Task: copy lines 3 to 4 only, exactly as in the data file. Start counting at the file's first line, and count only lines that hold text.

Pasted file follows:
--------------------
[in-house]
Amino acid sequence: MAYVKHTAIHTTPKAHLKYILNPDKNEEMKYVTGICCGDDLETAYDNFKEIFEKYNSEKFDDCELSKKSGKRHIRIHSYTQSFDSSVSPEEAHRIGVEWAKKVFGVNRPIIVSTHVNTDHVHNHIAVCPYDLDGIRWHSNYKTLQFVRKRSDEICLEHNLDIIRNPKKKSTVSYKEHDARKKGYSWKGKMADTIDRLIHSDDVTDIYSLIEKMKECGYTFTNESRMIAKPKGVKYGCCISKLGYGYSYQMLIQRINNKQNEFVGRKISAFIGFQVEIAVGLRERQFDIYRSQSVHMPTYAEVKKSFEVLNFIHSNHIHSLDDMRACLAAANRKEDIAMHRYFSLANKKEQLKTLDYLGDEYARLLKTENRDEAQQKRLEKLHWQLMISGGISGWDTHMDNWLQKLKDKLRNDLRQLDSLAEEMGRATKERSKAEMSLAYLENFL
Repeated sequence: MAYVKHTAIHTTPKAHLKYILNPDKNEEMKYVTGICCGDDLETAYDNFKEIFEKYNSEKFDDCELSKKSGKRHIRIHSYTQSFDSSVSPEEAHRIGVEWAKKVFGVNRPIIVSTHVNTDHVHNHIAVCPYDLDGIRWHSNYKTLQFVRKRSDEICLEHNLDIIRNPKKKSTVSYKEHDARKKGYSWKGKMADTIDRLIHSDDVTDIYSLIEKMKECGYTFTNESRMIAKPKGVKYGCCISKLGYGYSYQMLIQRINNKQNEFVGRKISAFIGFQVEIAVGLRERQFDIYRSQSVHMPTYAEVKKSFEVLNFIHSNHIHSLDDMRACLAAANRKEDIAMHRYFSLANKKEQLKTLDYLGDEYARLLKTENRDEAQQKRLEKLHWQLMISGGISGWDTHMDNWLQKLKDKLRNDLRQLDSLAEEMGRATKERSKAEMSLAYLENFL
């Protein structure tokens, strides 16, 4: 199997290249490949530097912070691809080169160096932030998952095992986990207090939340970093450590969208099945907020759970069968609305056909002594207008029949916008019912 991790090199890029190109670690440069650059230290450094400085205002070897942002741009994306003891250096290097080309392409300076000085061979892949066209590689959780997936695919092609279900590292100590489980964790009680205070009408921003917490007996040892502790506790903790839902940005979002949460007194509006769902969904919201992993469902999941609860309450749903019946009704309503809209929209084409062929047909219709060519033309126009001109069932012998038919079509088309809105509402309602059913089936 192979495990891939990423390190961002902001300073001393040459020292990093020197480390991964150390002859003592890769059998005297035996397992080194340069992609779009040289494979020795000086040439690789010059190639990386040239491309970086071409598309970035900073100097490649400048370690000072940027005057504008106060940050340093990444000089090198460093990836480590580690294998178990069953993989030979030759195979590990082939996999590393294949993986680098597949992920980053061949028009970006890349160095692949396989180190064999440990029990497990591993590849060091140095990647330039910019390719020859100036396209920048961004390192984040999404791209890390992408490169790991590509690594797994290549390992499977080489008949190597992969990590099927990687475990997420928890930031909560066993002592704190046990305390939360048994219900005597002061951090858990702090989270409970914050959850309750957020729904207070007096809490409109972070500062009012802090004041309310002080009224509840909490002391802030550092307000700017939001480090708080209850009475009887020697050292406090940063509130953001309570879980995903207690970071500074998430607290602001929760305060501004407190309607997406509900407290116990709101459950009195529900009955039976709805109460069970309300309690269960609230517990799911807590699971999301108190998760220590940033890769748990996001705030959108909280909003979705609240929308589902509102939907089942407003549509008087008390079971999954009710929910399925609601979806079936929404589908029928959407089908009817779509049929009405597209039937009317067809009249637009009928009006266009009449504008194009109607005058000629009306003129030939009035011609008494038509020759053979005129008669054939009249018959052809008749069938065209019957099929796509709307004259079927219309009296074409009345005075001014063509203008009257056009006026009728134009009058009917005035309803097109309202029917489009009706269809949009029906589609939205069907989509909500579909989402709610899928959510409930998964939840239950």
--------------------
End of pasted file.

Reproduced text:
Repeated sequence: MAYVKHTAIHTTPKAHLKYILNPDKNEEMKYVTGICCGDDLETAYDNFKEIFEKYNSEKFDDCELSKKSGKRHIRIHSYTQSFDSSVSPEEAHRIGVEWAKKVFGVNRPIIVSTHVNTDHVHNHIAVCPYDLDGIRWHSNYKTLQFVRKRSDEICLEHNLDIIRNPKKKSTVSYKEHDARKKGYSWKGKMADTIDRLIHSDDVTDIYSLIEKMKECGYTFTNESRMIAKPKGVKYGCCISKLGYGYSYQMLIQRINNKQNEFVGRKISAFIGFQVEIAVGLRERQFDIYRSQSVHMPTYAEVKKSFEVLNFIHSNHIHSLDDMRACLAAANRKEDIAMHRYFSLANKKEQLKTLDYLGDEYARLLKTENRDEAQQKRLEKLHWQLMISGGISGWDTHMDNWLQKLKDKLRNDLRQLDSLAEEMGRATKERSKAEMSLAYLENFL
């Protein structure tokens, strides 16, 4: 199997290249490949530097912070691809080169160096932030998952095992986990207090939340970093450590969208099945907020759970069968609305056909002594207008029949916008019912 991790090199890029190109670690440069650059230290450094400085205002070897942002741009994306003891250096290097080309392409300076000085061979892949066209590689959780997936695919092609279900590292100590489980964790009680205070009408921003917490007996040892502790506790903790839902940005979002949460007194509006769902969904919201992993469902999941609860309450749903019946009704309503809209929209084409062929047909219709060519033309126009001109069932012998038919079509088309809105509402309602059913089936 192979495990891939990423390190961002902001300073001393040459020292990093020197480390991964150390002859003592890769059998005297035996397992080194340069992609779009040289494979020795000086040439690789010059190639990386040239491309970086071409598309970035900073100097490649400048370690000072940027005057504008106060940050340093990444000089090198460093990836480590580690294998178990069953993989030979030759195979590990082939996999590393294949993986680098597949992920980053061949028009970006890349160095692949396989180190064999440990029990497990591993590849060091140095990647330039910019390719020859100036396209920048961004390192984040999404791209890390992408490169790991590509690594797994290549390992499977080489008949190597992969990590099927990687475990997420928890930031909560066993002592704190046990305390939360048994219900005597002061951090858990702090989270409970914050959850309750957020729904207070007096809490409109972070500062009012802090004041309310002080009224509840909490002391802030550092307000700017939001480090708080209850009475009887020697050292406090940063509130953001309570879980995903207690970071500074998430607290602001929760305060501004407190309607997406509900407290116990709101459950009195529900009955039976709805109460069970309300309690269960609230517990799911807590699971999301108190998760220590940033890769748990996001705030959108909280909003979705609240929308589902509102939907089942407003549509008087008390079971999954009710929910399925609601979806079936929404589908029928959407089908009817779509049929009405597209039937009317067809009249637009009928009006266009009449504008194009109607005058000629009306003129030939009035011609008494038509020759053979005129008669054939009249018959052809008749069938065209019957099929796509709307004259079927219309009296074409009345005075001014063509203008009257056009006026009728134009009058009917005035309803097109309202029917489009009706269809949009029906589609939205069907989509909500579909989402709610899928959510409930998964939840239950």